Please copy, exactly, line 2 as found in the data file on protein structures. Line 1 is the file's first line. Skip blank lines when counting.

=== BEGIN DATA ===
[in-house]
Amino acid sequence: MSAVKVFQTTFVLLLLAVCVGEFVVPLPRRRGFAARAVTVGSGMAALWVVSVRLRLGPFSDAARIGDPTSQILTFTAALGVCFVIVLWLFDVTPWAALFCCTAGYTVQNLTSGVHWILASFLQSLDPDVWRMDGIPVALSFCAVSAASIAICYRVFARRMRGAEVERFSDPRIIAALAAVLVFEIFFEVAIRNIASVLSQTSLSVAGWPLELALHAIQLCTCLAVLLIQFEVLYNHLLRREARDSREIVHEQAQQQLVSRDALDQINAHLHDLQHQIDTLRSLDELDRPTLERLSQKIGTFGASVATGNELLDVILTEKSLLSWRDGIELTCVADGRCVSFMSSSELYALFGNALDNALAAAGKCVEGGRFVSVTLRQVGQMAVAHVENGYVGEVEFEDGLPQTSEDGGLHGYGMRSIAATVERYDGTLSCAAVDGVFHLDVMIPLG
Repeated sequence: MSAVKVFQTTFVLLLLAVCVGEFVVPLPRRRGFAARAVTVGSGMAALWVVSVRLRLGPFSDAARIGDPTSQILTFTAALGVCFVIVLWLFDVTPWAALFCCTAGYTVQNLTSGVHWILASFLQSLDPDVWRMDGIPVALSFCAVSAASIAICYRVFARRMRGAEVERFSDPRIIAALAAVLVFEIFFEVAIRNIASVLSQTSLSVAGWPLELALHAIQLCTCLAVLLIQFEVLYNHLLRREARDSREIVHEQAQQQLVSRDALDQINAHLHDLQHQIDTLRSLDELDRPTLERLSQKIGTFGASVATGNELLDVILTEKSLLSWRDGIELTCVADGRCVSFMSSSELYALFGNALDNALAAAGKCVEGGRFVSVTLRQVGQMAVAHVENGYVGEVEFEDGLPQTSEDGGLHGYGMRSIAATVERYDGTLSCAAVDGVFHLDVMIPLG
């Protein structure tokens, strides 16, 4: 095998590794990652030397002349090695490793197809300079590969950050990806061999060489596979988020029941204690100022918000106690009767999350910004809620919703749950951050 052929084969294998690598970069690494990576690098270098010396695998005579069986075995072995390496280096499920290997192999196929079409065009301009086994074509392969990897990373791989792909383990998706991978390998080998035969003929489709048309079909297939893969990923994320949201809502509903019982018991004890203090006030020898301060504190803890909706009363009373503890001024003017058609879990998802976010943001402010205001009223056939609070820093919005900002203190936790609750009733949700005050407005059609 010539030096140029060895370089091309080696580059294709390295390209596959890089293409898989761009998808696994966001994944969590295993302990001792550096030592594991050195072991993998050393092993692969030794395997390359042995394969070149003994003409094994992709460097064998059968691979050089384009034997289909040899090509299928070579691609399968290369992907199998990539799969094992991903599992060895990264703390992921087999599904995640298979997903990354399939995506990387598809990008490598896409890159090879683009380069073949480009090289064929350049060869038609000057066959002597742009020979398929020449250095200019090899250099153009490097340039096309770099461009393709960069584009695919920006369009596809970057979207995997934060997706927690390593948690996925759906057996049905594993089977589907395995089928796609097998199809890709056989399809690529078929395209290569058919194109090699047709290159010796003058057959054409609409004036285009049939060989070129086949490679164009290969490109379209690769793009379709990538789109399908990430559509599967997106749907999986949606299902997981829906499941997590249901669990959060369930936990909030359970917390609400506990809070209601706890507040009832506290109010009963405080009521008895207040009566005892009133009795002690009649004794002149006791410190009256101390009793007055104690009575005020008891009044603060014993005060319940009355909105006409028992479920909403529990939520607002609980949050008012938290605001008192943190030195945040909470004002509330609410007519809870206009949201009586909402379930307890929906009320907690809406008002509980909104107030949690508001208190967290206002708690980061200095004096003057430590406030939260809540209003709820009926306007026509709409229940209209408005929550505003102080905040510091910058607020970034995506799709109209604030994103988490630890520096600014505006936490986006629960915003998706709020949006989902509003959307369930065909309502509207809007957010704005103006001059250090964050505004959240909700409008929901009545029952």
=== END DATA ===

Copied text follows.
Amino acid sequence: MSAVKVFQTTFVLLLLAVCVGEFVVPLPRRRGFAARAVTVGSGMAALWVVSVRLRLGPFSDAARIGDPTSQILTFTAALGVCFVIVLWLFDVTPWAALFCCTAGYTVQNLTSGVHWILASFLQSLDPDVWRMDGIPVALSFCAVSAASIAICYRVFARRMRGAEVERFSDPRIIAALAAVLVFEIFFEVAIRNIASVLSQTSLSVAGWPLELALHAIQLCTCLAVLLIQFEVLYNHLLRREARDSREIVHEQAQQQLVSRDALDQINAHLHDLQHQIDTLRSLDELDRPTLERLSQKIGTFGASVATGNELLDVILTEKSLLSWRDGIELTCVADGRCVSFMSSSELYALFGNALDNALAAAGKCVEGGRFVSVTLRQVGQMAVAHVENGYVGEVEFEDGLPQTSEDGGLHGYGMRSIAATVERYDGTLSCAAVDGVFHLDVMIPLG